Life’s journey and different views
You can take the boy out of the country, but you cannot take the country out of the boy. That was true back in the days of my youth in the ’30s and ’40s, and I believe it is still true today.
One thing I learned back then, and it is still relevant, listening to others and reading what others have to say, is the doorway through which we allow the world to enter. Reading and listening may be one of the most dynamic activities in which we engage, for we create much of our perceived reality based upon what we read and observe.
I enjoy reading the newspaper with the help of magnified lens. Normally, I read first, the bold headlines. Then, I scan the local news, check the obituary, turn to the Editorial Page and read the editorial and lead columnists, and the “People’s column.”
One thing of which I am certain, the contributions made are usually thoughtfully written, deeply felt, and sincerely presented. Generally, they are written from a personal perspective and from the depth of ones’ own belief system. Usually, the editorials, the news stories, columnists, and the letters provide this reader with the opportunity to view differing insights, explore a variety of opinions, and grow vicariously from the experiences of others.
Listening to others, such as a close and valued mentor friend, and reading what others have to say, is the doorway through which we allow the world to enter. How we interpret what we read, and to whom we listen, is a matter of free choice. We have the opportunity to agree or disagree with the authors in each case; that is an independent option. Most of us value that choice and we appreciate the opportunity to do so. Someone once said, “We read to know that we are not alone.” What this means to me is that, through reading, we can have interactions with the minds of other people — how they think, what they believe, and what they value. There is something identifying and affirming when we realize that other folks have thought the similar thoughts, endured similar struggles, and are moved by similar aspirations.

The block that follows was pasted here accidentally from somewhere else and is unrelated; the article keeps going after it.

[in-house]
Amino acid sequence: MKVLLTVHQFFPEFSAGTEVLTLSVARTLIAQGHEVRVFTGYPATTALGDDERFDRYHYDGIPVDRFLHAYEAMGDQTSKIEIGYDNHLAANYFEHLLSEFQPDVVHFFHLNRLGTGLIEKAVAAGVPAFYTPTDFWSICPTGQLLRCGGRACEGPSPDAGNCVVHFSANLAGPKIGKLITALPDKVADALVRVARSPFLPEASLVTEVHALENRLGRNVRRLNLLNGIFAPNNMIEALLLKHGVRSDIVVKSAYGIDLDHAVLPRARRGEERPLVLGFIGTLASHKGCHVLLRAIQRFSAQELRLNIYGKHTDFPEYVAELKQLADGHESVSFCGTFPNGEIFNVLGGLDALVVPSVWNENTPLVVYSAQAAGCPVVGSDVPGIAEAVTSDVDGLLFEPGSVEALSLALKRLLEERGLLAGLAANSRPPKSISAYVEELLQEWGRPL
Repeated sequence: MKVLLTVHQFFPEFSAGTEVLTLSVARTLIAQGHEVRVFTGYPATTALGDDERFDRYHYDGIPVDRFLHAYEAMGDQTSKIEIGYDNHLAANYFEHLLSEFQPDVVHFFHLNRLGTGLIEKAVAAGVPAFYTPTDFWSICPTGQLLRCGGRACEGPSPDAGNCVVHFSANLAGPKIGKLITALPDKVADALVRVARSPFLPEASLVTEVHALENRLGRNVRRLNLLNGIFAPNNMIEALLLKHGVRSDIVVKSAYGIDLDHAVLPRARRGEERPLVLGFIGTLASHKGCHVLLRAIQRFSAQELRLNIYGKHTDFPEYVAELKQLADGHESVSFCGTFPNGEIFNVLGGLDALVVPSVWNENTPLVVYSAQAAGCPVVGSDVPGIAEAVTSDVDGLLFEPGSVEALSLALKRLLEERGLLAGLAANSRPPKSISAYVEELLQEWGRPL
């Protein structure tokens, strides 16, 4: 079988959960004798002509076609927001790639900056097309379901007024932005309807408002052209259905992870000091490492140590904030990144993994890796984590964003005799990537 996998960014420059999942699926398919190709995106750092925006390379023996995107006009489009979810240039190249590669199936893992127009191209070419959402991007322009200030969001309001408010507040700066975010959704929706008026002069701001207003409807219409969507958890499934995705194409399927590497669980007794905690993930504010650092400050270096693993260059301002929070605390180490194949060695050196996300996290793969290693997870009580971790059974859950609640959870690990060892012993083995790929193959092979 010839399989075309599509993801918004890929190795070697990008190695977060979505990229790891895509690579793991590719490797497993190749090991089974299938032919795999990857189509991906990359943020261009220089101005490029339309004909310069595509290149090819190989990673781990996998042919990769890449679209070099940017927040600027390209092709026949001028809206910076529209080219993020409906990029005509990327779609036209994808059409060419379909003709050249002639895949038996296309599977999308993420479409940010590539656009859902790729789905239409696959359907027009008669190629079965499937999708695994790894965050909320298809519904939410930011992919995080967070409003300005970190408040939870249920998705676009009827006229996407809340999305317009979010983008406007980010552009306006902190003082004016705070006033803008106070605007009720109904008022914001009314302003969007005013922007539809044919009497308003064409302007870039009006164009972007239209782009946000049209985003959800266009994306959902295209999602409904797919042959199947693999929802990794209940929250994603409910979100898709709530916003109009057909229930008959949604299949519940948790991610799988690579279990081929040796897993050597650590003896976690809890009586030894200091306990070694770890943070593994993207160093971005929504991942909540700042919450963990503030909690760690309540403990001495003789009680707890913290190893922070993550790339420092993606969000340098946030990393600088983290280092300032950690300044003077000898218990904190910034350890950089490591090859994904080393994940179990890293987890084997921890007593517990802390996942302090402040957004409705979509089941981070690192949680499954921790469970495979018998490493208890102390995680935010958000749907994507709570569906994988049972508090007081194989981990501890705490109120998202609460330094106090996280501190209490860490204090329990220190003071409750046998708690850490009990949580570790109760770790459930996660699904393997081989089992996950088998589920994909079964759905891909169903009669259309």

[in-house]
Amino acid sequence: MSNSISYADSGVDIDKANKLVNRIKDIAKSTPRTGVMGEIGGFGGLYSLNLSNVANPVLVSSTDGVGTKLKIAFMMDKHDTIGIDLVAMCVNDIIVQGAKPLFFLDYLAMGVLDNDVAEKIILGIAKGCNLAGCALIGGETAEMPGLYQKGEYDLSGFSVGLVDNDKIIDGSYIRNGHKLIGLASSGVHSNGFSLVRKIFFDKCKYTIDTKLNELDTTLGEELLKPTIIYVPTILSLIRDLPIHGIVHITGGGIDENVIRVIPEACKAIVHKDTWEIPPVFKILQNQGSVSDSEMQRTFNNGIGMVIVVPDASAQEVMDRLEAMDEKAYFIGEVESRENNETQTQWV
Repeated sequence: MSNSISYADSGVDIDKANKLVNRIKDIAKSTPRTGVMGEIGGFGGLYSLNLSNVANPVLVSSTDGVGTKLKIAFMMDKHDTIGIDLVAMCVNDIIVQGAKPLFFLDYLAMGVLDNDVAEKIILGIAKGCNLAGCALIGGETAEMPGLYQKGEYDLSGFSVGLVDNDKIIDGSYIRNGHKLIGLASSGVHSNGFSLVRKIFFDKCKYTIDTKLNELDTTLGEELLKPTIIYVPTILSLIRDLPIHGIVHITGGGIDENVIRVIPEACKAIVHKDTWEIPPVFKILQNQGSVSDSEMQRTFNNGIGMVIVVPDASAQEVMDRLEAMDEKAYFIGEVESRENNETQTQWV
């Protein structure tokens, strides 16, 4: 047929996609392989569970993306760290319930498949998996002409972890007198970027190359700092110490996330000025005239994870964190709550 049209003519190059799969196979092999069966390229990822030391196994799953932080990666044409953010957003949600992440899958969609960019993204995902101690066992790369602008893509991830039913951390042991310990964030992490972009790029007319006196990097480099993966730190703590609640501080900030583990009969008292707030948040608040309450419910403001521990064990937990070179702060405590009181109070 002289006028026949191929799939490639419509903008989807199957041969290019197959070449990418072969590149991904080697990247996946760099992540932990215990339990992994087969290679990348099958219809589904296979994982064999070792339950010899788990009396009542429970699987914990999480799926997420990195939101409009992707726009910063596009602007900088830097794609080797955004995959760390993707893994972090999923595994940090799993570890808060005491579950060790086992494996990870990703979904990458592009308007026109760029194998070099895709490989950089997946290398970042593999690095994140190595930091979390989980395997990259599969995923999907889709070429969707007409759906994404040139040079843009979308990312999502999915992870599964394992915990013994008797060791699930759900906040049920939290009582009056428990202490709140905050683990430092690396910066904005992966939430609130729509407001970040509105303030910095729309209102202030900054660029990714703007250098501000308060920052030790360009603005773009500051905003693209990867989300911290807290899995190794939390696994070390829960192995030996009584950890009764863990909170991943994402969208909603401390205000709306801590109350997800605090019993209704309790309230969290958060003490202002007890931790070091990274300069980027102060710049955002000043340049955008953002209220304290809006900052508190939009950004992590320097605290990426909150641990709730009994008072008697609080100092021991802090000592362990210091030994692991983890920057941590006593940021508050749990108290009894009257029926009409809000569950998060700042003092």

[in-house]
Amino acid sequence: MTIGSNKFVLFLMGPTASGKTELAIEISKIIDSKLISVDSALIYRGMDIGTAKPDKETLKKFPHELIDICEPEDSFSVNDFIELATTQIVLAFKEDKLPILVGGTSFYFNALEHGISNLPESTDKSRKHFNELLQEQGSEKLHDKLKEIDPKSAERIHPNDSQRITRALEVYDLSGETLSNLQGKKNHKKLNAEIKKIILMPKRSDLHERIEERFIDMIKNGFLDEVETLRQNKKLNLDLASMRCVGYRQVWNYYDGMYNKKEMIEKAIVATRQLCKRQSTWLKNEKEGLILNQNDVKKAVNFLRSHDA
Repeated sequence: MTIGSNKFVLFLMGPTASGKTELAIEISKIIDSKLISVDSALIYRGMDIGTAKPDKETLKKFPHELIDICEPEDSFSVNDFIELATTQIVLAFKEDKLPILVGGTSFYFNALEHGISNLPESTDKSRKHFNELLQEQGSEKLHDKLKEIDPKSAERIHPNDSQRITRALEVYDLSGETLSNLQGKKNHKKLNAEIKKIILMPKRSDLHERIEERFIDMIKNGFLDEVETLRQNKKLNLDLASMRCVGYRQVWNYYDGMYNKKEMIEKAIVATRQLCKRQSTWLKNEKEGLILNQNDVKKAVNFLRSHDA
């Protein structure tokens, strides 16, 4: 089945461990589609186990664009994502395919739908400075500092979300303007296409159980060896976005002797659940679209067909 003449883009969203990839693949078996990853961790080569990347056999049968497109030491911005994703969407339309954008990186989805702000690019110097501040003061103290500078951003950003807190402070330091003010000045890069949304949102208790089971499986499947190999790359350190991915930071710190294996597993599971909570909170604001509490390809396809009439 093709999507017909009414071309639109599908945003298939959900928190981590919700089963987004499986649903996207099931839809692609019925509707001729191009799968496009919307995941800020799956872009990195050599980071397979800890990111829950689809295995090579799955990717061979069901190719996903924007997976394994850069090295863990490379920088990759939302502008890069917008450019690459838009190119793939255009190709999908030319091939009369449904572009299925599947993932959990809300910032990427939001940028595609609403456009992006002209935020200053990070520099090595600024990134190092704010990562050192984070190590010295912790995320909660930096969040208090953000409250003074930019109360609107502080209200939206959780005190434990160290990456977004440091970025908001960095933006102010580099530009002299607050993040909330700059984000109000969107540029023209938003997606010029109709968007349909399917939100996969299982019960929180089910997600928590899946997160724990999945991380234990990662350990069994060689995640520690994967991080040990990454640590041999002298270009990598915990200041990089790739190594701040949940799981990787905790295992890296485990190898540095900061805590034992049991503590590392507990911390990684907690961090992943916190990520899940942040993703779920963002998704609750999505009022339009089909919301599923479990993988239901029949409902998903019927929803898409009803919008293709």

There is a degree of satisfaction, through reading from the public press, to have experienced travels far and wide, viewed differing cultures and value systems, and explored other occupations and professions. It is a renewing experience through our reading, to have seen a variety of living styles and societal trends, home and community connections, and a host of gender and age related matters such as eager hopes, thoughtful aspirations, genuine, challenges, unique needs, and unparalleled successes. You know, we grow and we are enhanced by the experiences of others.
Through the years past, I have found, it is not always easy to “fit into someone else shoes.” Today, we hear much about “getting in touch with one’s own feelings.” But perhaps, we need to really get more in touch with the feeling of others around us. I have found that by being reminded that empathy and appreciating those around us, we enhance our own experiences on life’s journey. For you see, I believe that by reading and listening to the views, hopes, and aspirations of others, we are able to illuminate the abundant variety of richness we have all around us. And thus, we build within our earthly journey, the very essence of an understanding that, as we walk life’s road and travel life’s paths, we are enriched by the realization that in life’s journey, we “never walk alone.”
Dr. Robert L. Heichberger is a resident of Gowanda and Distinguished Service Professor Emeritus at SUNY Fredonia.